My motivation is still the fun and that I learn on the way and from others.

And before I made money from open source, I always did it with the (very tiny) hope of making this a full-time job. Basically I created a dream job for myself. (Of course this wasn't easy and isn't for everyone as this took a long time, talented other people, luck, hard effort, more good than bad decisions, ...)

> I could not just approach my employer and ask if I could help code this open source project.

Why not? (Your chances are probably higher, when the project is related but still you should try.)

I do not, though I have done so in the past to a small extent. Long before I came of age the notion of "free" software (in any context) had been well down the path of corruption by corporate interests. My opinion is that these days just about anyone who works on open source code (especially popular, widely used code) without remuneration is effectively a tool to accelerate the race to the bottom in the labor vs capital holder struggle. Why would I want to contribute to that?

I can't critique the risk you raise about reward for worker time; that's valid concern.

But isn't part of the thesis of capitalism that it should drive market efficiencies and thus reduce the cost of goods and services for consumers?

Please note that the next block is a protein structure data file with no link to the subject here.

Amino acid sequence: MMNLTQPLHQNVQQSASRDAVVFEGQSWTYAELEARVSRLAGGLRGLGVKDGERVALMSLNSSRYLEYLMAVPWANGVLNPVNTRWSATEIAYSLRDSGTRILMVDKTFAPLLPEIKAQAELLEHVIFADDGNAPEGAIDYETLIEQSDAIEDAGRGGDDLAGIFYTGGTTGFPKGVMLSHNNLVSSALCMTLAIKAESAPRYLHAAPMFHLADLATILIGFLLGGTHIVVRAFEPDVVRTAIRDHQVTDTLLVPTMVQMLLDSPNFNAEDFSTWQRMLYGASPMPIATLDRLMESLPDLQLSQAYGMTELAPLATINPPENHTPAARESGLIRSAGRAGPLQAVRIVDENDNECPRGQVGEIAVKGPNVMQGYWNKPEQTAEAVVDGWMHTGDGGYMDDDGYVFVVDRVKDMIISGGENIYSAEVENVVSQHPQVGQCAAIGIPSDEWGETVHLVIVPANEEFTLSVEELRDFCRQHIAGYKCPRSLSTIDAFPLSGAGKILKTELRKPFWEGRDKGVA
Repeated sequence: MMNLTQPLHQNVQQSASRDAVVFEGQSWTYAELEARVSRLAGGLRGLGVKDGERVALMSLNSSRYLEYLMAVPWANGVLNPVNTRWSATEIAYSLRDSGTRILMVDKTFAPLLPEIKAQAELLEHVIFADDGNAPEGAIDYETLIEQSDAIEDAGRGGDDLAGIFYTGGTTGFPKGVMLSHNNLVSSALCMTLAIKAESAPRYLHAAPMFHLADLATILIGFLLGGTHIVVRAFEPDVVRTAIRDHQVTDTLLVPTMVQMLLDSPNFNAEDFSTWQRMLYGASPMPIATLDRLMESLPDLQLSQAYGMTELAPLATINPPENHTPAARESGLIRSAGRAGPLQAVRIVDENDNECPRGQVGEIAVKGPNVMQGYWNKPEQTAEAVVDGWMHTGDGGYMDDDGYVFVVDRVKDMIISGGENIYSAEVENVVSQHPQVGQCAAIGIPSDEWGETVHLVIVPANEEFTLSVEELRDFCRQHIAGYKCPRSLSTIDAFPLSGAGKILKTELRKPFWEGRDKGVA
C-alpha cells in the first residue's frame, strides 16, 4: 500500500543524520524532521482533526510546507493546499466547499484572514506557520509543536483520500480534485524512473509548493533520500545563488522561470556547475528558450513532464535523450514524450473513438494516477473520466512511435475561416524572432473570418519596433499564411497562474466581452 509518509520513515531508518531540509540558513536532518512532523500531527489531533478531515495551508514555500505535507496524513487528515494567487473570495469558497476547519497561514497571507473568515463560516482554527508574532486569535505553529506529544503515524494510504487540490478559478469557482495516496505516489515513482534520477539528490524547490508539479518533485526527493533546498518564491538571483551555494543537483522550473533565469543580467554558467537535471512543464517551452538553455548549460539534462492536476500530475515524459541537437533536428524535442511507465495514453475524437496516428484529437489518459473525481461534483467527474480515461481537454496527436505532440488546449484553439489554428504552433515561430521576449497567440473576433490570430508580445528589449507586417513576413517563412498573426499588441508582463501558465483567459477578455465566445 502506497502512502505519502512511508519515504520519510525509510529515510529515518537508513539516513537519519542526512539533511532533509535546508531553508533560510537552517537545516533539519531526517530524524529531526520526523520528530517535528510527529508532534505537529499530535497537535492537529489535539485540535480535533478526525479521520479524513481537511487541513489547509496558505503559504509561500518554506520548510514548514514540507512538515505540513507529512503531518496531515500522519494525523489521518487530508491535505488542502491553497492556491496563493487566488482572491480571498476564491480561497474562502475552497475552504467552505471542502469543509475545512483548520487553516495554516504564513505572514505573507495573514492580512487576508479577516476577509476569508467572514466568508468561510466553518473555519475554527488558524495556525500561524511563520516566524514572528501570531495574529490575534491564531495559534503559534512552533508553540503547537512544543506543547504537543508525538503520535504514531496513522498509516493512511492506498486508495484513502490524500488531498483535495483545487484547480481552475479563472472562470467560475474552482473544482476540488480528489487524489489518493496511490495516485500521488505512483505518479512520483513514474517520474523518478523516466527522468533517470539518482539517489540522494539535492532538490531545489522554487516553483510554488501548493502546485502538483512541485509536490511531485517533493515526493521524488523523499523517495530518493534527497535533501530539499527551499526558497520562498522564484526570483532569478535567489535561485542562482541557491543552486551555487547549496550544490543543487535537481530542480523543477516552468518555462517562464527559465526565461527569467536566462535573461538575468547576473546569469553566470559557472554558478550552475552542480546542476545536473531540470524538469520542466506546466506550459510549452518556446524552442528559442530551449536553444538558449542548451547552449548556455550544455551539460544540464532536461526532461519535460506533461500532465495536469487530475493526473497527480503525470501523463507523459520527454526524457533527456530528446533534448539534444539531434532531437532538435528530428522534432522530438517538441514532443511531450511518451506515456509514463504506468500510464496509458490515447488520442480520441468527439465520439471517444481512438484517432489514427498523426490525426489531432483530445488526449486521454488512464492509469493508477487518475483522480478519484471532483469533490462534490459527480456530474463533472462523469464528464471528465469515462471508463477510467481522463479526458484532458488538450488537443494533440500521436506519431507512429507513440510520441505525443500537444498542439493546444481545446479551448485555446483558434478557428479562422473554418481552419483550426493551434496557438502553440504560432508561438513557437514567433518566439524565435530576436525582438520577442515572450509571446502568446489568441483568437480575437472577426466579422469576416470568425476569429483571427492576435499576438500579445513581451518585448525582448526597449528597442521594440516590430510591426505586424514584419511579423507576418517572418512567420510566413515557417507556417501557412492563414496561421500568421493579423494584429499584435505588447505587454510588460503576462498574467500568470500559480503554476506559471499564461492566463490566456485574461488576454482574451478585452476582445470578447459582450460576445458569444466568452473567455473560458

(that could have sounded tongue-in-cheek; it's not intended to be. as I genuinely understand it, cost reductions over time are supposed to be one of the benefits of the free market system. and if those savings are being achieved thanks to open source software in industry -- which I believe they are -- then I think it's worthwhile questioning the effects. do profit margins and tax burdens increase accordingly with the efficiency savings, for example?)

I don’t think the premise of market efficiency gains in capitalism rests on having a pool of free exploitable labor, though. Even in very strictly capitalist systems labor is supposed to be compensated (with money or equivalent value, not stars on a GitHub repo): just less than the value their labor provides the owner of capital.

Agreed. For what it's worth: when contributing to FOSS projects without financial compensation, I generally don't feel exploited.

Perhaps I would feel exploited if I learned that the systems I was contributing to were being used for purposes that I disagree with -- but to counteract that, I think that I can choose to select to contribute to systems that are more likely to be used, on aggregate, for good, thanks to the (perceived?) nature of the projects themselves (and the fact that there are usually at least a few projects that fulfil the dependency gap for any given problem).

Most of the value I derive is selfish in terms of solving my own problems, building my profile (ego, essentially), and a kind of satisfaction (smug even, sometimes, perhaps) at helping solve future problems for a larger audience than myself.